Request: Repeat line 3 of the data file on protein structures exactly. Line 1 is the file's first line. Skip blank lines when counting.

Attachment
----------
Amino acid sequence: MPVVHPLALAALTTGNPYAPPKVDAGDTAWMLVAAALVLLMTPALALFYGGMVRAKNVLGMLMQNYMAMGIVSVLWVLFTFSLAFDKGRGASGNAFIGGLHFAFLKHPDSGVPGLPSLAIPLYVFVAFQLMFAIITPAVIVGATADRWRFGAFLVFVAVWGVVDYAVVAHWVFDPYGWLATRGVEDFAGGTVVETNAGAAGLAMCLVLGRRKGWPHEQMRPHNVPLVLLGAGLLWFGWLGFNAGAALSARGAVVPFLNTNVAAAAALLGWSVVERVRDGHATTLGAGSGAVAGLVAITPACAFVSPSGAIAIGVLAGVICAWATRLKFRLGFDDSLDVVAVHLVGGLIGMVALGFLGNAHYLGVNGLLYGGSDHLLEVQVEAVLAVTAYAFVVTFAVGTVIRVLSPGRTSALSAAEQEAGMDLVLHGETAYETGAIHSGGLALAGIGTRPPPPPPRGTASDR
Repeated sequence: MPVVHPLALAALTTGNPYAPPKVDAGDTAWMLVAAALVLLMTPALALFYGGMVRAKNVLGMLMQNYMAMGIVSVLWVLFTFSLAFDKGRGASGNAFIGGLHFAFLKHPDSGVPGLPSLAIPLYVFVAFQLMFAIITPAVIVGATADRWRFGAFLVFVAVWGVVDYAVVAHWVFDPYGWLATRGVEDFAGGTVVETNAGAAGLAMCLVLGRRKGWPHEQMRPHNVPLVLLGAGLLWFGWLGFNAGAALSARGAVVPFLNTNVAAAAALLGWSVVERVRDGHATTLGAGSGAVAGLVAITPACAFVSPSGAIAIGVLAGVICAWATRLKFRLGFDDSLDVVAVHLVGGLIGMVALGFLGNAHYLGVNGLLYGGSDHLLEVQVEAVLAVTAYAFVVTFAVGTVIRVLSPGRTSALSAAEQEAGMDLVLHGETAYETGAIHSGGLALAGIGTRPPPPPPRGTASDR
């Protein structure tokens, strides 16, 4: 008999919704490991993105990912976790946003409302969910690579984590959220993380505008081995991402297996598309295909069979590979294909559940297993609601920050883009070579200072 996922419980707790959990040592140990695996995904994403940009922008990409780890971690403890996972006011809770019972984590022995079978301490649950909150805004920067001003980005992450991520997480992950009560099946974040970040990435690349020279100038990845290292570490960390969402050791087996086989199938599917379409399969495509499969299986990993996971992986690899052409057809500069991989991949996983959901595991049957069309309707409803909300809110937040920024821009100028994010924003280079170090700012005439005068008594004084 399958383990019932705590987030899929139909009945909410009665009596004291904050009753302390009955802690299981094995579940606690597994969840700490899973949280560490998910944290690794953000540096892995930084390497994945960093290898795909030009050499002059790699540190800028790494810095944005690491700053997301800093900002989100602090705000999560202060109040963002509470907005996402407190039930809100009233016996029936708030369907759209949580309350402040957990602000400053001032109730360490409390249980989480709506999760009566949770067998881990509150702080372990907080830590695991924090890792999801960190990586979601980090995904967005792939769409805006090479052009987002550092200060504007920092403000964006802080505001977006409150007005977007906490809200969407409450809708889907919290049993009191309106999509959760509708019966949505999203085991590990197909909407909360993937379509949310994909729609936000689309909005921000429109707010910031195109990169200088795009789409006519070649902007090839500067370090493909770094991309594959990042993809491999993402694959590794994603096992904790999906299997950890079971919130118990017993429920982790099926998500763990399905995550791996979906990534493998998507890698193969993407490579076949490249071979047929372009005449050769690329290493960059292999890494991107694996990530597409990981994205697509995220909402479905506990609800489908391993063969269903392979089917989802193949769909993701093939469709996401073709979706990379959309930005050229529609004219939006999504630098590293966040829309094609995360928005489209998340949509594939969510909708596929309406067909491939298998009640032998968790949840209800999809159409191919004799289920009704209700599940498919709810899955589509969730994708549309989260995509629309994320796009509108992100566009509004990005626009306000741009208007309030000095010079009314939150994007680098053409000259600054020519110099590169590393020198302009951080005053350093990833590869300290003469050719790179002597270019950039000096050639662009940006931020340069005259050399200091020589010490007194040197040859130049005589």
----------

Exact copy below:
């Protein structure tokens, strides 16, 4: 008999919704490991993105990912976790946003409302969910690579984590959220993380505008081995991402297996598309295909069979590979294909559940297993609601920050883009070579200072 996922419980707790959990040592140990695996995904994403940009922008990409780890971690403890996972006011809770019972984590022995079978301490649950909150805004920067001003980005992450991520997480992950009560099946974040970040990435690349020279100038990845290292570490960390969402050791087996086989199938599917379409399969495509499969299986990993996971992986690899052409057809500069991989991949996983959901595991049957069309309707409803909300809110937040920024821009100028994010924003280079170090700012005439005068008594004084 399958383990019932705590987030899929139909009945909410009665009596004291904050009753302390009955802690299981094995579940606690597994969840700490899973949280560490998910944290690794953000540096892995930084390497994945960093290898795909030009050499002059790699540190800028790494810095944005690491700053997301800093900002989100602090705000999560202060109040963002509470907005996402407190039930809100009233016996029936708030369907759209949580309350402040957990602000400053001032109730360490409390249980989480709506999760009566949770067998881990509150702080372990907080830590695991924090890792999801960190990586979601980090995904967005792939769409805006090479052009987002550092200060504007920092403000964006802080505001977006409150007005977007906490809200969407409450809708889907919290049993009191309106999509959760509708019966949505999203085991590990197909909407909360993937379509949310994909729609936000689309909005921000429109707010910031195109990169200088795009789409006519070649902007090839500067370090493909770094991309594959990042993809491999993402694959590794994603096992904790999906299997950890079971919130118990017993429920982790099926998500763990399905995550791996979906990534493998998507890698193969993407490579076949490249071979047929372009005449050769690329290493960059292999890494991107694996990530597409990981994205697509995220909402479905506990609800489908391993063969269903392979089917989802193949769909993701093939469709996401073709979706990379959309930005050229529609004219939006999504630098590293966040829309094609995360928005489209998340949509594939969510909708596929309406067909491939298998009640032998968790949840209800999809159409191919004799289920009704209700599940498919709810899955589509969730994708549309989260995509629309994320796009509108992100566009509004990005626009306000741009208007309030000095010079009314939150994007680098053409000259600054020519110099590169590393020198302009951080005053350093990833590869300290003469050719790179002597270019950039000096050639662009940006931020340069005259050399200091020589010490007194040197040859130049005589």